Shooting Deaths of Unarmed Racial Minorities: Understanding the Role of Racial Stereotypes on Decisions to Shoot

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Abstract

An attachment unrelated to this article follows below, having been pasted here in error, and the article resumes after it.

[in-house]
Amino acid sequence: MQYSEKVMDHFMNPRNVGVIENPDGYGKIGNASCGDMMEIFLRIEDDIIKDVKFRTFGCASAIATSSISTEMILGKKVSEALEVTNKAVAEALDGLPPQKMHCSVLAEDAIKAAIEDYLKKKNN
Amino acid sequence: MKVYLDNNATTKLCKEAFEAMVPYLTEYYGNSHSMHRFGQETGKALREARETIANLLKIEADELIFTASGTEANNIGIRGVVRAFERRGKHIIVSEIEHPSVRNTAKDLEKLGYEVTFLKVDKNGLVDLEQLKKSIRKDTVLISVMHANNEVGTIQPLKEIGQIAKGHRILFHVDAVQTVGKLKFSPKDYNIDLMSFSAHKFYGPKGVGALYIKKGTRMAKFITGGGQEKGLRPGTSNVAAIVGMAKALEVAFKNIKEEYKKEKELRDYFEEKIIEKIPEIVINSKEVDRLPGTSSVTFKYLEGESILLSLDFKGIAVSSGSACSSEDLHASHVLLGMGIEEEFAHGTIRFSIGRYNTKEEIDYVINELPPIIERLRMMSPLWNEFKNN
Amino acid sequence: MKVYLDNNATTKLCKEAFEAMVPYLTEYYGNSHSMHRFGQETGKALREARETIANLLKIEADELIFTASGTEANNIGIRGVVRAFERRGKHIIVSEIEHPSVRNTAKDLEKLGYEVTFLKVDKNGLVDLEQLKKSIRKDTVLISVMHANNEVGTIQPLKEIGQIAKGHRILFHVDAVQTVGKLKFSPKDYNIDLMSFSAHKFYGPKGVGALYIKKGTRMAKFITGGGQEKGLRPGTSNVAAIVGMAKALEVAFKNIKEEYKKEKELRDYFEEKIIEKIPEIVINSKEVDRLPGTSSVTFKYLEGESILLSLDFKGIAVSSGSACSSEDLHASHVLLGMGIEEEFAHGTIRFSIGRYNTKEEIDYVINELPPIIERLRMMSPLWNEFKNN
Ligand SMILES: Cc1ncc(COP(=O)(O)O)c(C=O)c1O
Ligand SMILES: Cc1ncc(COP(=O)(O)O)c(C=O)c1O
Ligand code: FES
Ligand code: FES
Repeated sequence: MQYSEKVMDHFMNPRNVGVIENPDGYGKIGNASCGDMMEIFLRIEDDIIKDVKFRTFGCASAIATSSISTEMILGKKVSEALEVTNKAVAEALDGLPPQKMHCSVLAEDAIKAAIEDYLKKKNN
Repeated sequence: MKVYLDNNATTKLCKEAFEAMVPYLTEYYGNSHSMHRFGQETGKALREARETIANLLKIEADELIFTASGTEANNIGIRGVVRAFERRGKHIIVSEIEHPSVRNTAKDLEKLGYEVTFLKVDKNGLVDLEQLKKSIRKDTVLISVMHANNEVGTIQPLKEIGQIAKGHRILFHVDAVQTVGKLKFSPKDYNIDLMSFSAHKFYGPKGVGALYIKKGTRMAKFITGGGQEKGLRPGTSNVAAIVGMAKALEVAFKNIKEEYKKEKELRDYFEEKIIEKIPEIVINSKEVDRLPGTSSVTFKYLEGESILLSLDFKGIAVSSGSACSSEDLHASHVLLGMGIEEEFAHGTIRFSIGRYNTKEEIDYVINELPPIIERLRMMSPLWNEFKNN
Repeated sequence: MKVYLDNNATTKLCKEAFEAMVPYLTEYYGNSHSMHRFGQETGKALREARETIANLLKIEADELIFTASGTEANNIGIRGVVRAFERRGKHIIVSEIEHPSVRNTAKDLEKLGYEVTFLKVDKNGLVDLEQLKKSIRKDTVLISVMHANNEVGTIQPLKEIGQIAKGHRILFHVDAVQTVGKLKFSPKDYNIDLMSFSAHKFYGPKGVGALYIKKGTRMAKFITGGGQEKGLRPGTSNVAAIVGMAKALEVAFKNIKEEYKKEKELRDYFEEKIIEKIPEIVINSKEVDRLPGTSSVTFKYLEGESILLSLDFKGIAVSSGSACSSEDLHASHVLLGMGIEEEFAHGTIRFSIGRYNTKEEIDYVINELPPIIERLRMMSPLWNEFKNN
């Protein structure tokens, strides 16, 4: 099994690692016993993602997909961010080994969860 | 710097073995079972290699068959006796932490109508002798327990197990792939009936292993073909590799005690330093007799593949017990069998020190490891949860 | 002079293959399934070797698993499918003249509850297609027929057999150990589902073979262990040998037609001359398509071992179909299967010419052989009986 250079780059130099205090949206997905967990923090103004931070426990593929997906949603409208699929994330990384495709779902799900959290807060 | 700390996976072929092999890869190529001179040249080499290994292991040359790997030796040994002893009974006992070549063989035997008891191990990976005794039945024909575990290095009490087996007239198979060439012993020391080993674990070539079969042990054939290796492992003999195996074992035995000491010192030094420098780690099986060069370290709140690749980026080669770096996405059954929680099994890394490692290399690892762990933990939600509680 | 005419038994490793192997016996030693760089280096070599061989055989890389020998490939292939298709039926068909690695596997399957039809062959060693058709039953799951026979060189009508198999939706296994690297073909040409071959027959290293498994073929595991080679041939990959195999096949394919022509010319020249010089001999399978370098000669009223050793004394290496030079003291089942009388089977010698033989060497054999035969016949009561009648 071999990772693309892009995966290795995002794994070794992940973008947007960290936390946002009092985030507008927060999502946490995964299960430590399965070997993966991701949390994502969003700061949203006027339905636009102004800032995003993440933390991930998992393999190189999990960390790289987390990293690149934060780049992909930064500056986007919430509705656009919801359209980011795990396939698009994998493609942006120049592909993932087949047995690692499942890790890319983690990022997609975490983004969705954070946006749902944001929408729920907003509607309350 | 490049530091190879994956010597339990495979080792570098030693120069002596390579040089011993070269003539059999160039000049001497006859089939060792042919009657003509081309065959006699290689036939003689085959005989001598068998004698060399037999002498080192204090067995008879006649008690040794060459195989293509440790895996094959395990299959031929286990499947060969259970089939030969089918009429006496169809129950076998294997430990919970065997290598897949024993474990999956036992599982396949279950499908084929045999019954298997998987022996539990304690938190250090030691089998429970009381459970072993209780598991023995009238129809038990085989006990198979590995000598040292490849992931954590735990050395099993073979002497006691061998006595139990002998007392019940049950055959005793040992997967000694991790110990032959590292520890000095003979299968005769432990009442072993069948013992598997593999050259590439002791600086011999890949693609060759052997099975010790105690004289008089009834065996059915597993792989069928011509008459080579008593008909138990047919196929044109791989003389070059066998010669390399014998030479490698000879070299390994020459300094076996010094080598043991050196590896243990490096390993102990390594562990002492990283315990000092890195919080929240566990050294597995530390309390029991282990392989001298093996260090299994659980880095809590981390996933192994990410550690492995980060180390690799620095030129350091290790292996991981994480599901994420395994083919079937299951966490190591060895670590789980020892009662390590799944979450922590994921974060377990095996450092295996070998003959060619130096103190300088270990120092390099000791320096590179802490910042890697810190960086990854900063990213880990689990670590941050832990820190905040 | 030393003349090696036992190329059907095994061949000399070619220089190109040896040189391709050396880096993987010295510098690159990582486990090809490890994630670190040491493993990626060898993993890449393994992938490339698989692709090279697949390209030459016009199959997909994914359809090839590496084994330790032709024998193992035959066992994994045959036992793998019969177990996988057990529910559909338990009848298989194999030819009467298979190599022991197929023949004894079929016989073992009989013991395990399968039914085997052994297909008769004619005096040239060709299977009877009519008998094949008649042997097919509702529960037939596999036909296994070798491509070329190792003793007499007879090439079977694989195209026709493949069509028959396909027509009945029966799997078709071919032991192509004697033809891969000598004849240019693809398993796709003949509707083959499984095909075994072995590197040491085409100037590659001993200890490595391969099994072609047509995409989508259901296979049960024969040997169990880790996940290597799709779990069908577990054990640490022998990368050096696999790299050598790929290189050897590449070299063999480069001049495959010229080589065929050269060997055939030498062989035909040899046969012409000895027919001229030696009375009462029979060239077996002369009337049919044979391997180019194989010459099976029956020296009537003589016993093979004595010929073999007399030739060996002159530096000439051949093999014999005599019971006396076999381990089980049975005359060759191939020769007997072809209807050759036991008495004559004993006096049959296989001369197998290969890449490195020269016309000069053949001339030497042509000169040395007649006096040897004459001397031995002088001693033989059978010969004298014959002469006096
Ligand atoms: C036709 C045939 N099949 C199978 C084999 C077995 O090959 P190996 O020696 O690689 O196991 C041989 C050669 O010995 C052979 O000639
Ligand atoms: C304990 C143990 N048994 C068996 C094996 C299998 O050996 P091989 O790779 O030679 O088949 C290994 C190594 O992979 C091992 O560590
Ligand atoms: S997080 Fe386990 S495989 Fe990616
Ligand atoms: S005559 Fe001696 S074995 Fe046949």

The shootings of Amadou Diallo, Michael Brown, and other unarmed African Americans by police officers propelled social psychological research regarding the influence of racial stereotypes on decisions to shoot. Using the full-cycle model as a frame, we contextualize the shootings of unarmed minorities and the empirical research on how racial stereotypes affect perception and behavior. Focusing on the “shooter bias” phenomenon, we detail what social psychological research knows about decisions to shoot in nonpolice samples and what needs further empirical research. We highlight the complexity and dynamic nature of shooting decisions and the need for more translational research with police officers to fully understand the potential effect. Next, we examine empirical interventions that aim to reduce the applicability of activated stereotypes on shooting behavior. Finally, we finish with a discussion of the practical implications that this research has for police, training, and community relations.

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